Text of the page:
In many traffic stops, the police will ask motorists if they can search the car, open the trunk, or to take other actions to see what is in the car. Often, they will ask innocuous questions like “you don’t have a gun in there, do you?” When the driver replies with “No, officer,” the next question might be “do you mind if I check, just to make sure that I’m safe?”
The fact is, the police are very skilled at asking questions to motorists in an attempt to search vehicles. These questions are usually asked in a way that will be very difficult socially for most of us to say no.
You Have the Right to Say “No” When Asked by an Officer to Search Your Car
As Americans, we are all proud of our Constitution; particularly the Bill of Rights. The 4th amendment against illegal search and seizure was adopted to combat the wrongful searches and seizures by the British, who often would search homes for no reason or probable cause and harass citizens.
The 4th amendment holds strong today. In most cases, you don’t have to give consent to the police to search your car, and likely there is nothing to be gained by providing consent. The police cannot arrest you or take any other action against you solely as the result of refusing to provide consent to a search of your vehicle when asked. So, if you’re asked by a police officer if it is OK to search your vehicle and you don’t want it searched, make sure that you clearly tell the officer that he or she does not have your permission to search any part of your vehicle.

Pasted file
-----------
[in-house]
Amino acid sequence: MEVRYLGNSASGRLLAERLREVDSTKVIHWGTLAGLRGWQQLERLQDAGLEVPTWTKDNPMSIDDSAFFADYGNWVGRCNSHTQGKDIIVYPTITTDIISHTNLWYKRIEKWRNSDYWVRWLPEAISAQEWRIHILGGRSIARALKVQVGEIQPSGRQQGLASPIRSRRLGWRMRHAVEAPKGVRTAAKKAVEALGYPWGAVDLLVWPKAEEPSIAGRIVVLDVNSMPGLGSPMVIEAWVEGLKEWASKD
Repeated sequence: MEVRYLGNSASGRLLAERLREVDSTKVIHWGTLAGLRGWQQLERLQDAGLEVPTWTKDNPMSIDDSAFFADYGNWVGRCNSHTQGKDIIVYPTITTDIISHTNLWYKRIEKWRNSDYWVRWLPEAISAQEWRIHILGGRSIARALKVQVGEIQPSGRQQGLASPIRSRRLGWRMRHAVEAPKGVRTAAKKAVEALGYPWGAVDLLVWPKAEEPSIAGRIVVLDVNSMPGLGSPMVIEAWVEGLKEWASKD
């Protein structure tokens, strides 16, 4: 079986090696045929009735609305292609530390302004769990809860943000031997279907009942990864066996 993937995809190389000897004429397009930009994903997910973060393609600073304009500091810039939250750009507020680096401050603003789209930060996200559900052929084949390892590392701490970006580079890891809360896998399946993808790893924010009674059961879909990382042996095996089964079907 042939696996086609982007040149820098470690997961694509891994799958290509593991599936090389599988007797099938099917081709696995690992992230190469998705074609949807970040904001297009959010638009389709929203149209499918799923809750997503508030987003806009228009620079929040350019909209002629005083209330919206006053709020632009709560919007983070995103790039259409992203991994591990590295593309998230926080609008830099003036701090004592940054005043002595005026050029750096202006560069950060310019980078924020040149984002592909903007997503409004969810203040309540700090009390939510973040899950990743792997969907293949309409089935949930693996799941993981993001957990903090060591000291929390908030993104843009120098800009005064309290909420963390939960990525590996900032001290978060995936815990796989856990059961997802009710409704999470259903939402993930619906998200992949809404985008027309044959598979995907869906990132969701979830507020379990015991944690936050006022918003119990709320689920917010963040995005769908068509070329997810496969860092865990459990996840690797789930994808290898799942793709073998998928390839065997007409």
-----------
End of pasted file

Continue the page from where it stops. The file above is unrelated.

What About if the Police Search My Vehicle Anyway?
If the police believe that they have the lawful right to search your car, they do not need the consent of the motorist – they can simply conduct the search. Motorists should never try to stop the police from searching a vehicle if the police begin a search on their own, even if they believe that the search is wrongful. Trying to stop a vehicle search could result in an arrest.
If the police conduct an illegal search of your vehicle (in other words, if the police did not receive your consent or did not have the lawful right to conduct the search), your lawyer can seek to have excluded all evidence obtained from the wrongful search.
Certified by the Supreme Court of New Jersey as a criminal trial attorney, Jason A. Volet focuses his practice exclusively on criminal and municipal defense in New Jersey and New York. He earned his B.A. in political science from Rutgers College in 1995 and his J.D. from the Hofstra University School of Law in 1998. Mr. Volet began his career in the Monmouth County Prosecutor’s Office, where he gained extensive experience prosecuting both juvenile and adult offenders. Now, as a criminal defense attorney, he uses that experience to fight for the rights of individuals who have been charged with a crime.